Hennig said there were no plans for Seeking Daylight's future.

Meanwhile, Hennig said that Gygistar, the third-place finisher in Sunday's Grade 1 Forego, came out of the race well and will be pointed to the Grade 1 Vosburgh here on Sept. 27.

"We weren't tickled with the trip he got,'' Hennig said. "We would have loved to have switched trips [with winner Aldebaran]. He did come out of it well, which is the most important thing, and we have big races to look forward to this fall.''

Keen to make Belmont debut

Trainer Dallas Keen, based primarily in the Midwest, will start his first horse at Belmont Park Sunday when he saddles Petionville Indeed in the Grade 1, $250,000 Garden City Breeders' Cup Handicap for 3-year-old fillies on turf.

Petionville Indeed has won 2 of 4 starts, including the Lone Star Oaks on July 4. Keen had been pointing Petionville Indeed to a race at Ellis Park, but Petionville Indeed wrenched an ankle.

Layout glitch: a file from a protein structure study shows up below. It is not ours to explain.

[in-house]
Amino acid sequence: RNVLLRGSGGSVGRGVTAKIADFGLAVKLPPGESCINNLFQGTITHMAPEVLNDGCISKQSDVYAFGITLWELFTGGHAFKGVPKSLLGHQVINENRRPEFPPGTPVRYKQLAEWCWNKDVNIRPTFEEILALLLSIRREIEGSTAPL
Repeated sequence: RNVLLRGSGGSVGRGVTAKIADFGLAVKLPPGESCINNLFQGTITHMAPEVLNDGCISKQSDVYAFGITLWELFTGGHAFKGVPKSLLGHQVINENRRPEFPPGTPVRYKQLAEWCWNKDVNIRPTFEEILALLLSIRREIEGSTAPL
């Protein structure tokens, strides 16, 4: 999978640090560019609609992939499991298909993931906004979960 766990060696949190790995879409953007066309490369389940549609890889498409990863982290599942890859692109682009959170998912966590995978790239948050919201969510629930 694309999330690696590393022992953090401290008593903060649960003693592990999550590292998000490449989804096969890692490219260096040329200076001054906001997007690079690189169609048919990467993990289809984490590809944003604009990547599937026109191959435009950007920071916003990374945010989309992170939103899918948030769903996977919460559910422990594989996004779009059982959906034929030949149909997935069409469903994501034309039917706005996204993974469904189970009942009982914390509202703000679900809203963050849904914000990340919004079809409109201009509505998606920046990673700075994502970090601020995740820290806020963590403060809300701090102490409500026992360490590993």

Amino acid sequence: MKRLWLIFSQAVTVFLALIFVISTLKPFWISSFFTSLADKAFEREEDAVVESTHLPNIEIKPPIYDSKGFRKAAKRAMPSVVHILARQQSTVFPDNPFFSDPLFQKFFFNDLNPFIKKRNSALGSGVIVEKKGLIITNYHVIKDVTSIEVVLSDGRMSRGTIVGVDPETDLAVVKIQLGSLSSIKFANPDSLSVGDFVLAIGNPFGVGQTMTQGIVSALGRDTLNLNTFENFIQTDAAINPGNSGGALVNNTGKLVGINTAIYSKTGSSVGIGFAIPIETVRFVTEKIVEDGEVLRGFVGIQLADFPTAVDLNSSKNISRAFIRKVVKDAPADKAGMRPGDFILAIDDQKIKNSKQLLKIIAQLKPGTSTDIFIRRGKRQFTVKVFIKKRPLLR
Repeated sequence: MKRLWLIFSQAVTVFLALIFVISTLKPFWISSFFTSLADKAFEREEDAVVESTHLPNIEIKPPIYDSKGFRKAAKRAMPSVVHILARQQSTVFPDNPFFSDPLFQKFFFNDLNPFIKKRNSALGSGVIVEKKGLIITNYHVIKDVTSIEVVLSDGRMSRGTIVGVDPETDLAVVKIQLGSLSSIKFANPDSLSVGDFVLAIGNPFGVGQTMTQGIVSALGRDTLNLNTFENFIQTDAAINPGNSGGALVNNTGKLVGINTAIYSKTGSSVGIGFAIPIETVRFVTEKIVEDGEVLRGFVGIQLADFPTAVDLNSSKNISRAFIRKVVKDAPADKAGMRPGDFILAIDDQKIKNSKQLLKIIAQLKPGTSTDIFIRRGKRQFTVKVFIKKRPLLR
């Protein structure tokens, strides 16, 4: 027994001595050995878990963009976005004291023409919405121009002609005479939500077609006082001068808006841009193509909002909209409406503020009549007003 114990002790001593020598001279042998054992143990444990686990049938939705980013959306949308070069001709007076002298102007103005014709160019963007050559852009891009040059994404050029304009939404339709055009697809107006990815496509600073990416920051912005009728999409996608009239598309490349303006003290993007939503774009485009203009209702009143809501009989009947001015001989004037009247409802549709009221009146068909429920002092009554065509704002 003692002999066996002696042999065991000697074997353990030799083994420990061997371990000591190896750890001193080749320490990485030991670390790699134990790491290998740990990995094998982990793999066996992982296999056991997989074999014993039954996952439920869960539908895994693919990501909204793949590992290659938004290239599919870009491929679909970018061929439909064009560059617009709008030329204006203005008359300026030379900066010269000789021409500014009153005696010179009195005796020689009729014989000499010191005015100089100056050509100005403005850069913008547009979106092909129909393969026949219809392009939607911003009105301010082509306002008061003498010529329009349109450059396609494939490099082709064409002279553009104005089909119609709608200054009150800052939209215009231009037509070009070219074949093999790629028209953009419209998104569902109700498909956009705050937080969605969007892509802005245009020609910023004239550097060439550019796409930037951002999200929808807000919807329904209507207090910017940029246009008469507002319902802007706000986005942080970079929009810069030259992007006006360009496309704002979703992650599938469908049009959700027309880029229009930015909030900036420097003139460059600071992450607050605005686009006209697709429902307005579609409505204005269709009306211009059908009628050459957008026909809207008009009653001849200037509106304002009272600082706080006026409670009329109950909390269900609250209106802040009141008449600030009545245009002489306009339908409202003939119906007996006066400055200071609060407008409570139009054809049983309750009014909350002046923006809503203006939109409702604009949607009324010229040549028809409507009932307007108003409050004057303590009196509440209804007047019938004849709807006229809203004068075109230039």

Keen said he was impressed with Petionville Indeed's victory in the Lone Star Oaks, because she got to wandering down the stretch after making the lead.

"She made the lead a little sooner than we wanted her to and still won by four," Keen said. "If she ran a straight line she probably wins by 10.''

Keen said Petionville Indeed worked a solid five furlongs at Ellis Park before she shipped to Belmont on Monday. Jeremy Beasley will ride Petionville Indeed in the Garden City.

The Garden City figures to attract a large European contingent, including Dimitrova, Acago, Baie, and Campsie Fells, as well as top U.S. fillies Sand Springs and Ocean Drive. Sarie Marias, Indy Five Hundred, and Andover Lady are also expected to run.

- additional reporting by David Grening